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Thursday, November 29, 2012

GREEN LIGHT DELIVERY: Funny noir sci-fi giveaway!


Need some holiday reading? Need a gift for a sci-fi lover in your life?

Enter to win a signed paperback copy of my humorous, noir-inspired science fiction adventure novel, Green Light Delivery!

The book:


Webrid is a carter, like his mother and grandfather before him. It's not glamorous work, but it pays the bills, and it gives him time to ogle the sexy women on the streets of Bexilla's capital. Mostly, he buys and sells small goods and does the occasional transport run for a client. Then he gets mugged by a robot. Now, with a strange green laser implanted in his skull and a small fortune deposited in his bank account, Webrid has to make the most difficult delivery of his life. He doesn't know who his client is, or what he's carrying, but he knows that a whole lot of very dangerous people are extremely interested in what's in his head. Literally. And they'll do whatever it takes to get it. With the help of some truly alien friends, a simple carter will journey across worlds to deliver his cargo. And hopefully keep his head in the process.


Here are some nice reviews on Amazon.

Read an excerpt here.

The contest:

Open to U.S. postal addresses only (because of shipping costs). Please leave your email address and the name of your favorite sci-fi book or movie either 1) in the comments section below or 2) privately by messaging me on my FB author page.

One luck winner gets a paperback copy of Green Light Delivery, with a personalized signature at the winner's request (to yourself or a gift recipient).

Enter by Wednesday, December 5, 11:59 pm EST. Winner will be announced here (and via email) on Thursday, December 6.

Please spread the word. Thanks and good luck!

Thursday, November 15, 2012

Gwen Thompson: Your Book Is Like Your Apartment


My guest today is Gwen Thompson, whose first book, Men Beware Women, won the Miami University Press 2011 Novella Contest and was just published by Miami University Press. Gwen has a particularly interesting perspective on writing because of her other work as a feng shui  consultant. Here she shares some fascinating advice about using words to your greatest advantage.

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Form : function :: sound : sense.  Yes, I know analogies have been eliminated from the SATs, but that doesn't let writers off the hook for making apt comparisons.  This particular analogy is a favorite of mine because when I'm not creating imaginary settings as a writer, I'm helping people re-create their real-life settings as a feng shui consultant: www.yourgracefulspace.com.  At its most basic, feng shui is the art of harmonizing form and function in your home, where objects that only serve a practical purpose without pleasing the senses are missed opportunities.  City dwellers living in small spaces soon learn to be extra mindful about choosing household items that do double duty in this way.  With space always at a premium on the page, writers do well to choose their words as wisely.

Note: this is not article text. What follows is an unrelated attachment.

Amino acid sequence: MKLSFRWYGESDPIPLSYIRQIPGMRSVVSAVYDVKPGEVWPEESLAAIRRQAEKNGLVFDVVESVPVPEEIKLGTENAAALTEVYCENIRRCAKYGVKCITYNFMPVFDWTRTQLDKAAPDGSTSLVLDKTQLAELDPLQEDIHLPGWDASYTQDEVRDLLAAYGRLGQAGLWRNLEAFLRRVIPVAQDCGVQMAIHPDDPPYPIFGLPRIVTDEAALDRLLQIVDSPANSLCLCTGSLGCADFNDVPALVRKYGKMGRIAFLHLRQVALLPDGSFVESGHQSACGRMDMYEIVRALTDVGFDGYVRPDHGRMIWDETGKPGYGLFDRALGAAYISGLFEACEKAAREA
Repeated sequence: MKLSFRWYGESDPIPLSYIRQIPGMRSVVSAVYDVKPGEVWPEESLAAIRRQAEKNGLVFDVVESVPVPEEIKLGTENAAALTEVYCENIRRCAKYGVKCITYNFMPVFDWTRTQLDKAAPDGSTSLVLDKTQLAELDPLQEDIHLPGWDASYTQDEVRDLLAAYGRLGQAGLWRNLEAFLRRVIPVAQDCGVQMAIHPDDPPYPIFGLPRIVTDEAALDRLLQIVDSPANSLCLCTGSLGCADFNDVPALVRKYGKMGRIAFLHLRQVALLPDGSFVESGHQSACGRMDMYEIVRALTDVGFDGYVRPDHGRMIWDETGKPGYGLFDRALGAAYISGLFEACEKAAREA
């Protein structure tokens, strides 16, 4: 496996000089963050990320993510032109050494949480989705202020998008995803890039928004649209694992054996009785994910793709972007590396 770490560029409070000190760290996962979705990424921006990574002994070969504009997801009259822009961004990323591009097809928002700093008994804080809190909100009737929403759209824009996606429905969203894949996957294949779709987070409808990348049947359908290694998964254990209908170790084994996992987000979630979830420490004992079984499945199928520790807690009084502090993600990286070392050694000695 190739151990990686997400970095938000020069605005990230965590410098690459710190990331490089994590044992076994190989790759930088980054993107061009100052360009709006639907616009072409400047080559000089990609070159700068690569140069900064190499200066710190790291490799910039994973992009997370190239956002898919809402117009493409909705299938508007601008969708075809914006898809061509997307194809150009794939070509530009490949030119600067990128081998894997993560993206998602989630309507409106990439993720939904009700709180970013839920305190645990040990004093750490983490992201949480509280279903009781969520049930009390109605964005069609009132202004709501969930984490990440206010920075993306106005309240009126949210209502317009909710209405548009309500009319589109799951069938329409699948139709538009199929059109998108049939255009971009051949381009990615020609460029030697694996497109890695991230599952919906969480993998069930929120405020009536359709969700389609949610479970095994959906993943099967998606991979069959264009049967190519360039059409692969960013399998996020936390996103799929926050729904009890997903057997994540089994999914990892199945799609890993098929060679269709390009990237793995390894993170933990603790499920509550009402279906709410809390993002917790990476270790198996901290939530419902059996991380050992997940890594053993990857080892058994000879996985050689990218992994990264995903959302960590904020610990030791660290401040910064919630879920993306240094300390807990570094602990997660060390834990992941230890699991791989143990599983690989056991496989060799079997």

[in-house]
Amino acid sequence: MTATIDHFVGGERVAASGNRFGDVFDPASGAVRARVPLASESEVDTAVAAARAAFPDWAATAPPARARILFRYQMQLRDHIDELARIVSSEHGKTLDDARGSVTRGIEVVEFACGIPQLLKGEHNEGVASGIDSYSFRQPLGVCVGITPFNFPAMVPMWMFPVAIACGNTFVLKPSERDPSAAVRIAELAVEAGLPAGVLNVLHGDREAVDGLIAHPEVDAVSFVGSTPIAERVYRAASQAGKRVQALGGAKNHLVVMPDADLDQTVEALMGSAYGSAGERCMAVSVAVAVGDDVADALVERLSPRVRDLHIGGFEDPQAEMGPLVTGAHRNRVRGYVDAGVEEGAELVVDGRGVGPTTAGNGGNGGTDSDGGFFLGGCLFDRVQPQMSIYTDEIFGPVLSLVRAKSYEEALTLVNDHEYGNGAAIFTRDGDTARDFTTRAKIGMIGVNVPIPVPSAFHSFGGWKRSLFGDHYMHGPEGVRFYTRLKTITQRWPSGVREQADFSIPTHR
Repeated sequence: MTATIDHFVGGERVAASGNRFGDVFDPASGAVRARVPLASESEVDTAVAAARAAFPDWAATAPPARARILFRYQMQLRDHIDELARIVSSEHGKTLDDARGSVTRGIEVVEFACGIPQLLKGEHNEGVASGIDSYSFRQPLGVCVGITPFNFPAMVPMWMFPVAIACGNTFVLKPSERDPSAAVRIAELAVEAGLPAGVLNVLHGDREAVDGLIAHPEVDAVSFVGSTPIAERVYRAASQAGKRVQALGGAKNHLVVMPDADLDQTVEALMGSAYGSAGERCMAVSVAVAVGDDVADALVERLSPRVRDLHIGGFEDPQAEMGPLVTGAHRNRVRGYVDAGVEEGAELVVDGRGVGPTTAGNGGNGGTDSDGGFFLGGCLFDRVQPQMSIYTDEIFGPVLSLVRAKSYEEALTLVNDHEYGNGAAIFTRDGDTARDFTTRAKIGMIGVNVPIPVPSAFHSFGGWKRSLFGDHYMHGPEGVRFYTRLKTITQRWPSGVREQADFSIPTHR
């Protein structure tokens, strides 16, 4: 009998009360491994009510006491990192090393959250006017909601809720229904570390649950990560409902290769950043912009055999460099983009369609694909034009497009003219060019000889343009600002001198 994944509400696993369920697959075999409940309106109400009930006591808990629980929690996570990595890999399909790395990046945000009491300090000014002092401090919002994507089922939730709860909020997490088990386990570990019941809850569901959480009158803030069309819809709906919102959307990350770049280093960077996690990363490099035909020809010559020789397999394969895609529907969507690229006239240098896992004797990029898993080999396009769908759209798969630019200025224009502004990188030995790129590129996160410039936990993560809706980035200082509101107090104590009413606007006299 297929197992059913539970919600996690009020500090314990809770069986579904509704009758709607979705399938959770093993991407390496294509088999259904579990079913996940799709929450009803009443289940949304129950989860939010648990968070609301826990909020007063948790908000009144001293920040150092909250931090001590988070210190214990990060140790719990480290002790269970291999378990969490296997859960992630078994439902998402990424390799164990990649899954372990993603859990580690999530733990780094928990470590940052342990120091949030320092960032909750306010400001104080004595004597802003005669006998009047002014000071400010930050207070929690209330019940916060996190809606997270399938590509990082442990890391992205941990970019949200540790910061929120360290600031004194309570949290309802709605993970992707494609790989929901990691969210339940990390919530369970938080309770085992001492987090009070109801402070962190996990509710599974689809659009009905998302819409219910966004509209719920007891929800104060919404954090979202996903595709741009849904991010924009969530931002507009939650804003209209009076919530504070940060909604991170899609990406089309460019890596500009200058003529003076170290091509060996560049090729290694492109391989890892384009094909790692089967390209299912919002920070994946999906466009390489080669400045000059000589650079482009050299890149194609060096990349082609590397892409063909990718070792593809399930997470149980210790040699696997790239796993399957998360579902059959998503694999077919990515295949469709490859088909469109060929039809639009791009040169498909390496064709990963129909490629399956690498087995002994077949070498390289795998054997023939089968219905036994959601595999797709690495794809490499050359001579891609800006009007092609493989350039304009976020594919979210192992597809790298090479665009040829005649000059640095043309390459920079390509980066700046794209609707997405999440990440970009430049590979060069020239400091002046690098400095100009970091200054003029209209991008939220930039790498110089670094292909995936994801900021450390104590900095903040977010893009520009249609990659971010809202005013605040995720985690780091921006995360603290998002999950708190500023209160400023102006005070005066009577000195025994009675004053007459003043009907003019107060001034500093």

This is why my training regimen as a writer includes listening to the Afternoon Drama on BBC Radio 4.  The BBC broadcast original 45-minute radio plays in every style and on every subject imaginable five days a week, and make them available to listen to online for a full week after they're broadcast.  Besides providing me with a refresher course in trans-Atlantic idioms while I was writing MEN BEWARE WOMEN (set in Oxford and New York), Radio 4's afternoon plays are consistently compelling and well-written for the simple reason that they have to be.  Unlike in the theatre or on film, where special effects, scenery, costumes, and actors easy on the eyes can distract audiences from all manner of bad writing, you can't get away with lame dialogue in a medium where dialogue is all there is.  What draws us to remember and re-read our favorite passages of writing is the conviction that the author has said what he or she is trying to say in the best possible way: good writing is where sound meets sense.  In fiction this of course applies to narration and description as well as to dialogue--no surprises there.

What surprised me, as a first-time author, was how form and function, sound and sense came into play together on my book's cover.  The form the designer chose--the view through the gate into the quad of an Oxford college--gives potential readers an enticing glimpse of the world where much of the book takes place, fulfilling a cover's function of luring you to look inside the book and enter the story.  The title MEN BEWARE WOMEN is a play on the title of a play by Thomas Middleton called WOMEN BEWARE WOMEN that figures in the plot, but it also sounds a lot like a warning label.  Turning this title into part of the scene by placing it on the type of sign where you'd expect to see a prohibition posted (namely, KEEP OFF THE GRASS) deepens the sense of being drawn fully and immediately into the world within the pages.